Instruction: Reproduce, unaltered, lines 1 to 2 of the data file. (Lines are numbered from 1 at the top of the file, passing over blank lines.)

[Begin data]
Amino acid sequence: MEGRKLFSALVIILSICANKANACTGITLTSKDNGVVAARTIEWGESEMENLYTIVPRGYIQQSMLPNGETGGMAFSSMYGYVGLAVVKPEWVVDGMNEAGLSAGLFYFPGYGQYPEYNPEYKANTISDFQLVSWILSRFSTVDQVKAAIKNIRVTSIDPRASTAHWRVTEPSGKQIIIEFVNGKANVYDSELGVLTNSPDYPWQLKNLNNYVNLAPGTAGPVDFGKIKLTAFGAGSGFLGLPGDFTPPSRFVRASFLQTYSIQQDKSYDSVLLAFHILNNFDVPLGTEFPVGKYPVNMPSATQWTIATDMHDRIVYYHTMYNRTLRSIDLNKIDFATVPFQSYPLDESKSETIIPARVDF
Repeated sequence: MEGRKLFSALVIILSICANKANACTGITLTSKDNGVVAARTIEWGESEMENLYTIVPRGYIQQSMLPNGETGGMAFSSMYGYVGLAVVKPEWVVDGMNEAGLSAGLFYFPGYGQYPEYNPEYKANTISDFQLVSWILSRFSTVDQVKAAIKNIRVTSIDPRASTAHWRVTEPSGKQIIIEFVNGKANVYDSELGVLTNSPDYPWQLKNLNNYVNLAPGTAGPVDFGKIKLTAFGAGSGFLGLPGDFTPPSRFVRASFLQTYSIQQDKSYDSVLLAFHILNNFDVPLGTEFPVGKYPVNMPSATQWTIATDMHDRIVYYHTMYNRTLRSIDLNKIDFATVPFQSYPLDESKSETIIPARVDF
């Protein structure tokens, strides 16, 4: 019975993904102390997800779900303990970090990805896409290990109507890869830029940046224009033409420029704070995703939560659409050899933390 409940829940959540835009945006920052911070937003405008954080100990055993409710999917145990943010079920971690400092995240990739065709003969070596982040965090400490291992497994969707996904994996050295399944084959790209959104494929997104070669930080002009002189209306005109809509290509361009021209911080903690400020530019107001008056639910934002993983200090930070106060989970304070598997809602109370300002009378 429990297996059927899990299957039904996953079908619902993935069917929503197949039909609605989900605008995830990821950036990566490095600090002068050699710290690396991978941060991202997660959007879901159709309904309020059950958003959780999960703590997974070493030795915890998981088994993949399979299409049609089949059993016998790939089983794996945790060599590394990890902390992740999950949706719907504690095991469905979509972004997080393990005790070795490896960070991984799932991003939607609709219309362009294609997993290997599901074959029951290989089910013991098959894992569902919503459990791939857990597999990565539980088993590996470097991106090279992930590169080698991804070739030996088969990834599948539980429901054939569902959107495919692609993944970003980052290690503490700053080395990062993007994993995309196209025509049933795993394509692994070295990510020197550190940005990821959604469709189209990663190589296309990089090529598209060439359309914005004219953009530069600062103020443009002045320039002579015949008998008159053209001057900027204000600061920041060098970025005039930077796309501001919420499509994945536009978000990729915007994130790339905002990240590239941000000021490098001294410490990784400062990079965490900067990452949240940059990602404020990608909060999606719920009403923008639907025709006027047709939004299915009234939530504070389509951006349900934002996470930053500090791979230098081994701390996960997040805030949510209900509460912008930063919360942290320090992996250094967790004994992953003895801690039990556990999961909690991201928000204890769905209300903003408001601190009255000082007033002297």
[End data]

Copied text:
Amino acid sequence: MEGRKLFSALVIILSICANKANACTGITLTSKDNGVVAARTIEWGESEMENLYTIVPRGYIQQSMLPNGETGGMAFSSMYGYVGLAVVKPEWVVDGMNEAGLSAGLFYFPGYGQYPEYNPEYKANTISDFQLVSWILSRFSTVDQVKAAIKNIRVTSIDPRASTAHWRVTEPSGKQIIIEFVNGKANVYDSELGVLTNSPDYPWQLKNLNNYVNLAPGTAGPVDFGKIKLTAFGAGSGFLGLPGDFTPPSRFVRASFLQTYSIQQDKSYDSVLLAFHILNNFDVPLGTEFPVGKYPVNMPSATQWTIATDMHDRIVYYHTMYNRTLRSIDLNKIDFATVPFQSYPLDESKSETIIPARVDF
Repeated sequence: MEGRKLFSALVIILSICANKANACTGITLTSKDNGVVAARTIEWGESEMENLYTIVPRGYIQQSMLPNGETGGMAFSSMYGYVGLAVVKPEWVVDGMNEAGLSAGLFYFPGYGQYPEYNPEYKANTISDFQLVSWILSRFSTVDQVKAAIKNIRVTSIDPRASTAHWRVTEPSGKQIIIEFVNGKANVYDSELGVLTNSPDYPWQLKNLNNYVNLAPGTAGPVDFGKIKLTAFGAGSGFLGLPGDFTPPSRFVRASFLQTYSIQQDKSYDSVLLAFHILNNFDVPLGTEFPVGKYPVNMPSATQWTIATDMHDRIVYYHTMYNRTLRSIDLNKIDFATVPFQSYPLDESKSETIIPARVDF